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Setting zero emission fuel targets

If shipping is to welcome commercially viable deep sea zero emission vessels to the international fleet by 2030, zero emission fuels will need to make up 5% of the global shipping fuel mix by that same year.

Writing in an Insight Brief for the Global Maritime Forum, authors Peder Osterkamp – shipping lead at COP26 Climate Champions, Dr Tristan Smith – reader in Energy and Shipping at University College London, and Kasper Søgaard – head of research at the Global Maritime Forum – state: “Even if the target is a 50% absolute reduction by 2050, this still requires rapid growth of zero carbon fuel use in the 2030s, which requires a similarly small initial use by 2030.”

The 5% goal amounts to close to 16m tons of heavy fuel oil equivalent by 2030.

The authors consider achieving this is feasible on all counts – with regards to fuel supply, vessel technology, port infrastructure, safety, demand, government commitment and finance.

The Getting to Zero Coalition – an industry-led platform for collaboration – has a stated aim of commercially viable zero emission vessels being a scalable reality by 2030. But, recognising the need for a quantified target, the study’s authors have investigated what would need to happen with zero emission fuels by 2030 to achieve that goal.

Building on data from University Maritime Advisory Services’ (UMAS) 2019 study, the authors ascertained the “tipping point” that shipping needs to achieve by 2030. The UMAS study found that to achieve decarbonisation for international shipping by 2050 zero emission fuels will need to make up 27% of energy by 2036. Generating an S-curve to fit the UMAS milestones, the authors were able to set the 5% zero emission fuel adoption rate for 2030 – which will enable decarbonisation in line with the Paris Agreement.

Aiming high

The authors set out plans to enable the sector to reach the 5% target. First, they point to the container ship sector as the likely trailblazer. As here just a few ports/routes account for a large share of volume, efforts to decarbonise 10 of the large deep-sea routes could count for 0.8% of the total 5% needed.

If ammonia is selected as the future zero emission fuel, ammonia and liquefied petroleum gas tankers would also be well suited as first movers as their storage, systems and crew are “well adapted” to this fuel. This is also true for ships used to transport other hydrogen-derived fuels. This could account for up to 2% of the 5% needed.

Then, niche international routes (non-container shipping) that enable first movers of zero emission fuels – such as Chile-US, Japan-Australia, Dubai-Singapore, Australia-Singapore, Denmark-Norway – could provide another 2%. Lastly, domestic shipping could account for another 2%-3%.

The report authors point out that in terms of scalability, hydrogen-derived fuels have the biggest long-term potential for rapid scaling in the following decades and, therefore, “should be a significant part of the 2030 fuel mix”. UMAS has calculated the overall energy need for shipping in 2030 as 12.9 Exajoules; 5% amounts to 0.64 Exajoules, or 15.8 million tons of heavy fuel oil equivalent.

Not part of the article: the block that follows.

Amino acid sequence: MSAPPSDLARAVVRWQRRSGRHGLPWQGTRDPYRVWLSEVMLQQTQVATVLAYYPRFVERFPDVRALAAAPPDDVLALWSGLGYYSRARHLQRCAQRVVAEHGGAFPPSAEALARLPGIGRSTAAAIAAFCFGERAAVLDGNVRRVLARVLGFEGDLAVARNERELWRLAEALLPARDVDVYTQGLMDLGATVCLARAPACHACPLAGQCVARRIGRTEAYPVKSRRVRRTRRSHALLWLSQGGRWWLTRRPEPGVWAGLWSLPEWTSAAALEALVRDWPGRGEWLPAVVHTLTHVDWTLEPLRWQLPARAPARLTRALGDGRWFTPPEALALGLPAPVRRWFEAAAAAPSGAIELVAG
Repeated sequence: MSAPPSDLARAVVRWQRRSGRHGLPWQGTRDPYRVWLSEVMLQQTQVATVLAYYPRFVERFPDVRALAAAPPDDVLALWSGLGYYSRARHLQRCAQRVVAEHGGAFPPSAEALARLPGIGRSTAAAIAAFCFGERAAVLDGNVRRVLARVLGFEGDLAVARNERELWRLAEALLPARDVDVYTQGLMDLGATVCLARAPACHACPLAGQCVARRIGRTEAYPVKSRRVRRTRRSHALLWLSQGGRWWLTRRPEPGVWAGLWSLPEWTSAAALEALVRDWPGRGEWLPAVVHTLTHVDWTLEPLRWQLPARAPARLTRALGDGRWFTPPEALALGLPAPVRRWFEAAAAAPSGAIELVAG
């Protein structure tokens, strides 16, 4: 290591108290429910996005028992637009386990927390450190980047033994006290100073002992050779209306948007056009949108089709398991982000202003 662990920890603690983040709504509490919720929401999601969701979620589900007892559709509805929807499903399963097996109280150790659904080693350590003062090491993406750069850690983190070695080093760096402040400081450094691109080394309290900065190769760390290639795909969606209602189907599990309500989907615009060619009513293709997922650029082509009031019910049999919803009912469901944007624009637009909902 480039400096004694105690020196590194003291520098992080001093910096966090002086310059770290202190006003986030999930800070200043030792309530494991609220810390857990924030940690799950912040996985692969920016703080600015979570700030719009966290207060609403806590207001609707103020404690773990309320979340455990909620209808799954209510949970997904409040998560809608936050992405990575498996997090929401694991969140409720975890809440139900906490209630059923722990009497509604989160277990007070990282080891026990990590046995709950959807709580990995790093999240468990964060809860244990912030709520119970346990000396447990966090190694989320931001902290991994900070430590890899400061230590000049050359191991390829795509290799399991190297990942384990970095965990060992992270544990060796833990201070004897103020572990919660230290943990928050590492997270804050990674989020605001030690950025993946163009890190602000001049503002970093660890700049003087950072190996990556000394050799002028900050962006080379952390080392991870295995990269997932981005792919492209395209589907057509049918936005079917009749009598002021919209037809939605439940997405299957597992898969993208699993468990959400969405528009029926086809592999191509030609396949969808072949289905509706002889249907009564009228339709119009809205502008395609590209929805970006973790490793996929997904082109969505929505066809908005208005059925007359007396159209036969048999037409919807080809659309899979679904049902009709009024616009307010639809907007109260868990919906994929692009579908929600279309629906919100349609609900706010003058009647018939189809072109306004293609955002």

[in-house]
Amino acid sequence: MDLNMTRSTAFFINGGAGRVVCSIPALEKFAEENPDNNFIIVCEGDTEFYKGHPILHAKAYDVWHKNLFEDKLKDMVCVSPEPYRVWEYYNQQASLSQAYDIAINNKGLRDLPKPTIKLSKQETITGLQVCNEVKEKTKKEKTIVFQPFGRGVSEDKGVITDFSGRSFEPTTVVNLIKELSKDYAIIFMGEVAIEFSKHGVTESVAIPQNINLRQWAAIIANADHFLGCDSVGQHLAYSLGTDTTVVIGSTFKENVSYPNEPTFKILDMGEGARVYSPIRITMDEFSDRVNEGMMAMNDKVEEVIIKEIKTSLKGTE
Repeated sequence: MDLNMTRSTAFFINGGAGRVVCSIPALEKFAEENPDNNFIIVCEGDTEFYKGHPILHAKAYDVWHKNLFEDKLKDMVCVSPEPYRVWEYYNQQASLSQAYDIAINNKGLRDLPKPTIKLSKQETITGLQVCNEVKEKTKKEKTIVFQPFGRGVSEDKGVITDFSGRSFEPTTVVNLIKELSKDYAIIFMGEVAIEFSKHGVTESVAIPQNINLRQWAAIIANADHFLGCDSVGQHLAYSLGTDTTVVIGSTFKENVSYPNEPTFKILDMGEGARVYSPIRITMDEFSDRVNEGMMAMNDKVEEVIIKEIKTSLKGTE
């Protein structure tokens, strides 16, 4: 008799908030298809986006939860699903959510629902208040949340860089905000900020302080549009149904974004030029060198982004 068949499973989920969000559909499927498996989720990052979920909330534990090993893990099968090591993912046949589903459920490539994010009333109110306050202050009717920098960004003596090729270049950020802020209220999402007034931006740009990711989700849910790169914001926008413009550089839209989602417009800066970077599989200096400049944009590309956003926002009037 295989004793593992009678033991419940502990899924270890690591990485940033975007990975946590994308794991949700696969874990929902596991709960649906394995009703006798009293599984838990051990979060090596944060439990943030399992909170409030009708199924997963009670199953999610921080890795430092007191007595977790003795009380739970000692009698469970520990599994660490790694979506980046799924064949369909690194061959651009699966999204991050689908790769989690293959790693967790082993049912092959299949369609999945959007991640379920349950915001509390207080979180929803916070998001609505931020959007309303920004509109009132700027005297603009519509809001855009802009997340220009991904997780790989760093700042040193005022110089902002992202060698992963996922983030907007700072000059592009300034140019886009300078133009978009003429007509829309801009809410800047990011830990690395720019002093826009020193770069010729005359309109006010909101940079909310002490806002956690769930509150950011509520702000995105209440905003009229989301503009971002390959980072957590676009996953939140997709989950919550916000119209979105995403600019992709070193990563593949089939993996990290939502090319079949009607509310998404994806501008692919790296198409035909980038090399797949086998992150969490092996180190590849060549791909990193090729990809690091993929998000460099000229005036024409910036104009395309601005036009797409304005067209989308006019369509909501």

Hydrogen calculations

If the hydrogen-based fuel used is ammonia, roughly 60 gigawatt of green hydrogen electrolyser capacity would be needed to produce that amount, a figure that the authors believe is achievable by 2030 considering the large-scale hydrogen ambitions already announced by leading economies.

These include Australia’s commitment to of more than $500 million to back new hydrogen projects; Chile’s goal of 5 gigawatt of electrolysis capacity under development by 2025; China’s target to support demand for 60 million tons of hydrogen by 2050; and the EU’s 2020 Hydrogen Strategy which includes a strategic objective to install at least 40 gigawatt of renewable hydrogen electrolyzers by 2030 and support production of up to ten million tons of renewable hydrogen by the same year.

But to reach the right quantity and price of green hydrogen, the study recognises that other actions are needed to boost zero emission fuels by 2030. “For example, large scale system demonstrations are needed to showcase feasibility and draw conclusions. Freight purchasers can also give important demand signals by committing to use zero emission fuels where available at a certain premium,” the authors suggest. Also, there needs to be focus on operational efficiency measures and on incentives to adopt zero emission fuels to attract institutional investors.

Setting a clear goal for the percentage of zero emission fuels needed by 2030 to enable decarbonisation in line with Paris Agreement goals brings a number of benefits, including giving energy companies greater confidence in demand when planning green fuel development projects; mobilising cargo owners to pay a premium for zero emission fuels on a corresponding percent of their freight; and allowing investors to quantify the amount of investment needed across the value chain. Added to which, ship owners could plan investments in new builds and retrofits, and regulators could be called on to ensure a level playing field is in place to enable the transition, state the report authors.

A green fuel future beckons, but the foundations need to be laid now to ensure the shipping sector can achieve its carbon free ambitions.
Source: The Baltic Briefing

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